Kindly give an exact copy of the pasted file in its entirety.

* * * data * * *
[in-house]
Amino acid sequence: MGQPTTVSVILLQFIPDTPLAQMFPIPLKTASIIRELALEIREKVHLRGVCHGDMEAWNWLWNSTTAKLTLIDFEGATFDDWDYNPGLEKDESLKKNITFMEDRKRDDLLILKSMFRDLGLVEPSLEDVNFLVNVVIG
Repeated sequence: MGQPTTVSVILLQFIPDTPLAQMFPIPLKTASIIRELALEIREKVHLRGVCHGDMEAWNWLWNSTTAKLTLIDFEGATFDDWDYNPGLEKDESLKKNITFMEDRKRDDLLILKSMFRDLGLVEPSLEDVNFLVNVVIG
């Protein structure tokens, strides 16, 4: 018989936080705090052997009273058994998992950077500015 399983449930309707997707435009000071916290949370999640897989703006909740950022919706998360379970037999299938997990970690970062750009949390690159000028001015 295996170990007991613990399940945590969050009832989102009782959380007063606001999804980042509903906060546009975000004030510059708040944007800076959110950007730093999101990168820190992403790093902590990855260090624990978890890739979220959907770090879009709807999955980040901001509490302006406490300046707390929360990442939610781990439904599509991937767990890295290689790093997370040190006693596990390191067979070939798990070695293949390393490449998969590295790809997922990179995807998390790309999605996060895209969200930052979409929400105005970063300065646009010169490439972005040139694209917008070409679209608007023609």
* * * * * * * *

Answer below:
[in-house]
Amino acid sequence: MGQPTTVSVILLQFIPDTPLAQMFPIPLKTASIIRELALEIREKVHLRGVCHGDMEAWNWLWNSTTAKLTLIDFEGATFDDWDYNPGLEKDESLKKNITFMEDRKRDDLLILKSMFRDLGLVEPSLEDVNFLVNVVIG
Repeated sequence: MGQPTTVSVILLQFIPDTPLAQMFPIPLKTASIIRELALEIREKVHLRGVCHGDMEAWNWLWNSTTAKLTLIDFEGATFDDWDYNPGLEKDESLKKNITFMEDRKRDDLLILKSMFRDLGLVEPSLEDVNFLVNVVIG
């Protein structure tokens, strides 16, 4: 018989936080705090052997009273058994998992950077500015 399983449930309707997707435009000071916290949370999640897989703006909740950022919706998360379970037999299938997990970690970062750009949390690159000028001015 295996170990007991613990399940945590969050009832989102009782959380007063606001999804980042509903906060546009975000004030510059708040944007800076959110950007730093999101990168820190992403790093902590990855260090624990978890890739979220959907770090879009709807999955980040901001509490302006406490300046707390929360990442939610781990439904599509991937767990890295290689790093997370040190006693596990390191067979070939798990070695293949390393490449998969590295790809997922990179995807998390790309999605996060895209969200930052979409929400105005970063300065646009010169490439972005040139694209917008070409679209608007023609």